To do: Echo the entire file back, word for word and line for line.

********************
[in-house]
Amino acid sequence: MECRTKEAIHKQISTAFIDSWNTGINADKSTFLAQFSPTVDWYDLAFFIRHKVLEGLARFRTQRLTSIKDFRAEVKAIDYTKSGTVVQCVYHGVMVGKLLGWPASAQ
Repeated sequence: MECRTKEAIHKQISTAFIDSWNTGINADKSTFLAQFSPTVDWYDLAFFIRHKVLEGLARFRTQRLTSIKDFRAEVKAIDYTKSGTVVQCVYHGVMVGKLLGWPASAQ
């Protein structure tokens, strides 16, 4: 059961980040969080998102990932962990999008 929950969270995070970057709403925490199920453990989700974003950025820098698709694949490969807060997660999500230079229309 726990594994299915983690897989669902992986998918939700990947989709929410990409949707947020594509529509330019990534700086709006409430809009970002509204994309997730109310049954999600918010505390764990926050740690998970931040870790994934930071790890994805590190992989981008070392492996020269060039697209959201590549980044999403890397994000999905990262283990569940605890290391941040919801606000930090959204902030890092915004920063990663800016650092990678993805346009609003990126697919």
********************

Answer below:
[in-house]
Amino acid sequence: MECRTKEAIHKQISTAFIDSWNTGINADKSTFLAQFSPTVDWYDLAFFIRHKVLEGLARFRTQRLTSIKDFRAEVKAIDYTKSGTVVQCVYHGVMVGKLLGWPASAQ
Repeated sequence: MECRTKEAIHKQISTAFIDSWNTGINADKSTFLAQFSPTVDWYDLAFFIRHKVLEGLARFRTQRLTSIKDFRAEVKAIDYTKSGTVVQCVYHGVMVGKLLGWPASAQ
């Protein structure tokens, strides 16, 4: 059961980040969080998102990932962990999008 929950969270995070970057709403925490199920453990989700974003950025820098698709694949490969807060997660999500230079229309 726990594994299915983690897989669902992986998918939700990947989709929410990409949707947020594509529509330019990534700086709006409430809009970002509204994309997730109310049954999600918010505390764990926050740690998970931040870790994934930071790890994805590190992989981008070392492996020269060039697209959201590549980044999403890397994000999905990262283990569940605890290391941040919801606000930090959204902030890092915004920063990663800016650092990678993805346009609003990126697919």